“In my opinion, even if ransomware payments are made illegal, there are several mechanisms to circumvent this, including using bespoke crypto currencies for payment or other low-tech methods such as hawala payments [an informal method of transferring value without moving physical money, which is illegal in some U.S. states] in Southeast Asia.”

An ongoing debate

This isn’t a new debate. The FBI has recommended against paying ransoms for more than a decade, while acknowledging that for many victims it’s not really an option.

But it shouldn’t take a federal mandate, or even a recommendation, to motivate organizations to take measures to make themselves more difficult targets. And there are multiple recommendations on how to do that from both the public and private sectors.

The most obvious is low-tech — ramp up employee training in security awareness. According to the joint HHS/CISA/FBI advisory regarding ALPHV BlackCat, “[ransomware] affiliates use advanced social engineering techniques and open source research on a company to gain initial access. Actors pose as company IT and/or helpdesk staff and use phone calls or SMS messages to obtain credentials from employees to access the target network.”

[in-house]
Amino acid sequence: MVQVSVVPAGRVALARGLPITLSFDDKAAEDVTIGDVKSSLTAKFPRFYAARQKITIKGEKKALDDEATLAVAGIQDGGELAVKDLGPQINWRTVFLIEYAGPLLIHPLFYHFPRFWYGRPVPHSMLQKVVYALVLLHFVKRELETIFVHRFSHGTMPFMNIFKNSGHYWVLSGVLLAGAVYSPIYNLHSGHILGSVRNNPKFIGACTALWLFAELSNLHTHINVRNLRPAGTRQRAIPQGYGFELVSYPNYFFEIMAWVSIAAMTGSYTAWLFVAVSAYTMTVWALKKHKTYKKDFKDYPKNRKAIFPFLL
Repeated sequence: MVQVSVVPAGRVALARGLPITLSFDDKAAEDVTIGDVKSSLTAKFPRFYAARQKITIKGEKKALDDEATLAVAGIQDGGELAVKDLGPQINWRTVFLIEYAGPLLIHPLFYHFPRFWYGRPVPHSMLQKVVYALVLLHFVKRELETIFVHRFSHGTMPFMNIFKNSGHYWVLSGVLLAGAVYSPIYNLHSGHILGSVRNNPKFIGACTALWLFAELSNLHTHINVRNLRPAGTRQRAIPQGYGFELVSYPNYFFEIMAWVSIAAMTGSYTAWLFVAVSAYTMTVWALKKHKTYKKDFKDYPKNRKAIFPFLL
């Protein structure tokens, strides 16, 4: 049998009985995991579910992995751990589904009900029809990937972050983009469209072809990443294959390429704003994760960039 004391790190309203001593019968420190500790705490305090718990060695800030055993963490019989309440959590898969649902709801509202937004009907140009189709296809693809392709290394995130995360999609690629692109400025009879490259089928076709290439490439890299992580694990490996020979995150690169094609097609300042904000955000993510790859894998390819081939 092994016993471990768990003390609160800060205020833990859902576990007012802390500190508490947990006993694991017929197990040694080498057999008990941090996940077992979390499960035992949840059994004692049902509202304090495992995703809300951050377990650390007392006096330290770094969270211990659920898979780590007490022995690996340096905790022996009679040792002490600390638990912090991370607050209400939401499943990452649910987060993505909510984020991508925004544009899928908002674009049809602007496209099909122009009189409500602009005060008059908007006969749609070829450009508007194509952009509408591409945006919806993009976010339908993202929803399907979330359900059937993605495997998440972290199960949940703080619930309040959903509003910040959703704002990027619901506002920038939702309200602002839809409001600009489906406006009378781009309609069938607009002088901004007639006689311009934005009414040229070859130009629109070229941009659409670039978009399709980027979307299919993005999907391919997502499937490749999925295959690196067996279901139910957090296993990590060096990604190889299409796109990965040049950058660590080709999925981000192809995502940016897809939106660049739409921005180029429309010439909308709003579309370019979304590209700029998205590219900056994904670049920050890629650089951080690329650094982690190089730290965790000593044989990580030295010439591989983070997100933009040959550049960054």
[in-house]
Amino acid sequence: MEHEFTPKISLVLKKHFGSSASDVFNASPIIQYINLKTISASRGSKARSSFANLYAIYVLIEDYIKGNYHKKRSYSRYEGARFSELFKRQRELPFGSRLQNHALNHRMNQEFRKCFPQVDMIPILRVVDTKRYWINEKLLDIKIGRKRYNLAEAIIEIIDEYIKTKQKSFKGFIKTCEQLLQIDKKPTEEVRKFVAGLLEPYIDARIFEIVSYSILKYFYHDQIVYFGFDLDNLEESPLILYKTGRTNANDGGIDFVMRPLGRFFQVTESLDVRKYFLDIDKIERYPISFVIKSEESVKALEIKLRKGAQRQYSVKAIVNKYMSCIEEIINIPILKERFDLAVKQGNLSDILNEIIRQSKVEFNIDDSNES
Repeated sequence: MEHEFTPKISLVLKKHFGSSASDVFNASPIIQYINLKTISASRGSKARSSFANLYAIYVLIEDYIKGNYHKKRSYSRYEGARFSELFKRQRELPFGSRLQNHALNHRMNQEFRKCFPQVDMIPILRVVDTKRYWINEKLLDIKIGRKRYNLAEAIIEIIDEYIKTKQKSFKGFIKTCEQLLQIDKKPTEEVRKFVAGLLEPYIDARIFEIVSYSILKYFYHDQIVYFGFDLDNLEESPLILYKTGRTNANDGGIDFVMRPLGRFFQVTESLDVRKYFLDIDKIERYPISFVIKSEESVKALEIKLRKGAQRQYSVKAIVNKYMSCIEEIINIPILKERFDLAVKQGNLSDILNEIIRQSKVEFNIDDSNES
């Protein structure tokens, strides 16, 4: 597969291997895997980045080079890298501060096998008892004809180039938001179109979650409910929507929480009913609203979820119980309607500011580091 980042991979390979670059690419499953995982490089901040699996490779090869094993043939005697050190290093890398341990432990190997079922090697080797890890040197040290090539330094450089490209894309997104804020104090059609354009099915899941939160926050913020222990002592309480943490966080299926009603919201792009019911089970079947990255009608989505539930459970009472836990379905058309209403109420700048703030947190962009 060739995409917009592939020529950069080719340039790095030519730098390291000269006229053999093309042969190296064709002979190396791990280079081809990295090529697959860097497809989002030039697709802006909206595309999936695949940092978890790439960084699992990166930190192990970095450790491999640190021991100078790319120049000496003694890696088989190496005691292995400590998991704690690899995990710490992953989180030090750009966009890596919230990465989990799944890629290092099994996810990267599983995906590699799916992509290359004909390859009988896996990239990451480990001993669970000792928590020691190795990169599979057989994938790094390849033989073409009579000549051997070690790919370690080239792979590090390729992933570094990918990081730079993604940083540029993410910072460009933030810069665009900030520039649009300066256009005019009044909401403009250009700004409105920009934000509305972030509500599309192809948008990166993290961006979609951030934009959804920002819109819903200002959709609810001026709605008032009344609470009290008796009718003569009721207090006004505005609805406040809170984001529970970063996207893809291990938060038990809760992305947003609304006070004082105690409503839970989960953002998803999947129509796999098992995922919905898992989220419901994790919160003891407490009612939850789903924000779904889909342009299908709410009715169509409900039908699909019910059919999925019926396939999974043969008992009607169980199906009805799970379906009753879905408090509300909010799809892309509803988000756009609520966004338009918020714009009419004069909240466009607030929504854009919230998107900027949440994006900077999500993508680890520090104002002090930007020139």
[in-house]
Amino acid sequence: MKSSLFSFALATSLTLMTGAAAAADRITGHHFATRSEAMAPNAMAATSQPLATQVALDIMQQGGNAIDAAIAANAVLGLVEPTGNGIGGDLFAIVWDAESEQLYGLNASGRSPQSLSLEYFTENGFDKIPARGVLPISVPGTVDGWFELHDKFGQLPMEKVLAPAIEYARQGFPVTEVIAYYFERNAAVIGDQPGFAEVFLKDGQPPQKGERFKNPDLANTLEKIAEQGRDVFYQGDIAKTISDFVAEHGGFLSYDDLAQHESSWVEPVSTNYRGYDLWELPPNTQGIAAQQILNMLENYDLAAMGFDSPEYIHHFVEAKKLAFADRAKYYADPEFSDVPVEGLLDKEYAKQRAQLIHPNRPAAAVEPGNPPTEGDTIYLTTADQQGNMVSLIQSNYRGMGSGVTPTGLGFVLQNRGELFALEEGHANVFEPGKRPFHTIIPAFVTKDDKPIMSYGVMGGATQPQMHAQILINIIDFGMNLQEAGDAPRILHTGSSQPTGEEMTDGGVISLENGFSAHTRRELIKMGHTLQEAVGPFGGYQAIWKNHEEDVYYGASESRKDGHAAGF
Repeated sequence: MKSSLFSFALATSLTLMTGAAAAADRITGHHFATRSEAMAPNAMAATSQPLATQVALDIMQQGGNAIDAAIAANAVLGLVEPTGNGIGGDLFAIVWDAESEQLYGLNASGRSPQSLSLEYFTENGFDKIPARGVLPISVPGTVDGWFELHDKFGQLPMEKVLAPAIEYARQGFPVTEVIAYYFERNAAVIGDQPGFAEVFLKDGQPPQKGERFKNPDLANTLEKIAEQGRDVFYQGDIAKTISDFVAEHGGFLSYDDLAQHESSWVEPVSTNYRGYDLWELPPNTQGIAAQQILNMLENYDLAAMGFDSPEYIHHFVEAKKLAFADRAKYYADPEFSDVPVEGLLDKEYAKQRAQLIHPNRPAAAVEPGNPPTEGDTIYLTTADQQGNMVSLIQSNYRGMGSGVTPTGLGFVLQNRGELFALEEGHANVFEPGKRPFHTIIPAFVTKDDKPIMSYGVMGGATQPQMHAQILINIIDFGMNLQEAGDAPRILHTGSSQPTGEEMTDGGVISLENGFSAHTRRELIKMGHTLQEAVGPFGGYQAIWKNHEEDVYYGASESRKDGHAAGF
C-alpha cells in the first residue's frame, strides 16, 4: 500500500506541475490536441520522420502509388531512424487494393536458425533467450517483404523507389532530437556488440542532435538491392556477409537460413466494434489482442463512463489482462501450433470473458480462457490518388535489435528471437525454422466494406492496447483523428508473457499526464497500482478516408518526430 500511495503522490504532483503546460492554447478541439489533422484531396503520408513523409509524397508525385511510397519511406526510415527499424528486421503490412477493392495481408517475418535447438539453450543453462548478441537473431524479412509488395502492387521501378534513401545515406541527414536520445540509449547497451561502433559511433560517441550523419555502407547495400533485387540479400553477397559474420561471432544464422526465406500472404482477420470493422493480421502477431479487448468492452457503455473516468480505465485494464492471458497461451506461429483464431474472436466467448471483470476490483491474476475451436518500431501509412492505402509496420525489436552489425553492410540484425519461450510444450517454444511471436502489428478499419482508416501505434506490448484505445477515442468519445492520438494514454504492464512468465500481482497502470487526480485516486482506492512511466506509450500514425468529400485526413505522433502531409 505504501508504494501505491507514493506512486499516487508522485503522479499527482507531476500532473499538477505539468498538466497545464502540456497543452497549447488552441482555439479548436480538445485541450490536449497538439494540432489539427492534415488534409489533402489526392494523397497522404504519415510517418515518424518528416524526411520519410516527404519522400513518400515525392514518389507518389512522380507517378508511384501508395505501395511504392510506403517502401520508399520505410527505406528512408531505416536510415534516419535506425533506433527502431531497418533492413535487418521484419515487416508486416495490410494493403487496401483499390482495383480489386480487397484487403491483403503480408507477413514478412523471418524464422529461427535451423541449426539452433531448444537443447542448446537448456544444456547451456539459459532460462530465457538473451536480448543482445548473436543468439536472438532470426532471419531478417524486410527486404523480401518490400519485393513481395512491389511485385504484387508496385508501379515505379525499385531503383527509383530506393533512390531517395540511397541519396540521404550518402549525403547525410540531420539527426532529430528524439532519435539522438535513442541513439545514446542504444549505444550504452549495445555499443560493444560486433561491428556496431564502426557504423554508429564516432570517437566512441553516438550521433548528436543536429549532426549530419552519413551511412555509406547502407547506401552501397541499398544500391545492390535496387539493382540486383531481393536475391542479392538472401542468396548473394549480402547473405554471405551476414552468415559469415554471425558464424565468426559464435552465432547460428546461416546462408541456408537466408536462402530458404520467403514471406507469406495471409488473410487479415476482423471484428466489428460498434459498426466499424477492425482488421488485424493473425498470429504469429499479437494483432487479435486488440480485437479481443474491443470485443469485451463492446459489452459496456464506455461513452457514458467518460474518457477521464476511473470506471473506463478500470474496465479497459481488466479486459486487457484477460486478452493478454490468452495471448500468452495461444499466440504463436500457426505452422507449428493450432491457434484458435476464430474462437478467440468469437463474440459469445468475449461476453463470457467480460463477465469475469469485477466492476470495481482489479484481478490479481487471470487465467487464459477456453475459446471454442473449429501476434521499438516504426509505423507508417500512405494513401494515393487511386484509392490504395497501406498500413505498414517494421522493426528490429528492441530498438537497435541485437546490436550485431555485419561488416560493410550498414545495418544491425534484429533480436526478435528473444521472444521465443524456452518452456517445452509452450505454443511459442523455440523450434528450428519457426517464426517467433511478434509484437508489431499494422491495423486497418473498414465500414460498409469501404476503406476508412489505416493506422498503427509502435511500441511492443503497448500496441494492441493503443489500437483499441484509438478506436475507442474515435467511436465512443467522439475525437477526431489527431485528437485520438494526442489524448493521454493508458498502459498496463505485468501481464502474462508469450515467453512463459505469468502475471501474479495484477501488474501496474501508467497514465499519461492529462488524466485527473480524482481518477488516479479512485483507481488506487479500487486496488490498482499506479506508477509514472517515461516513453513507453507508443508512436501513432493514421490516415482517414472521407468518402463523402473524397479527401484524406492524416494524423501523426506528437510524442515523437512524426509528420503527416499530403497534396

Beyond that, CISA has a series of recommendations.

  • Routinely take inventory of assets and data to identify authorized and unauthorized devices and software.
  • Prioritize remediation of known exploited vulnerabilities — in other words, keep your software up-to-date.
  • Enable and enforce multifactor authentication with strong passwords.
  • Close unused ports and remove applications not deemed necessary for day-to-day operations.

Of course the dilemma for healthcare providers is that money spent on cybersecurity isn’t available for providing care. As Mackey put it, “To protect against the impact of a cyberattack would require IT resourcing that arguably might be better spent on patient care.”

But it doesn’t entirely have to be one or the other. “Principles like zero-trust networking can limit the scope of damage in the face of an attack, while detailed cybersecurity reviews of potential vendors and medical device manufacturers can identify weak cybersecurity practices within complex supply chains,” he said.

And that kind of spending is an investment that benefits both providers and patients. “Health data is among the most sensitive data available to a cybercriminal. That data is highly personal, difficult to correct if tampered with, and complications resulting from inaccurate data are quite severe,” Mackey said.



Taylor Armerding
Nerd For Tech

I’m a security advocate at the Synopsys Software Integrity Group. I write mainly about software security, data security and privacy.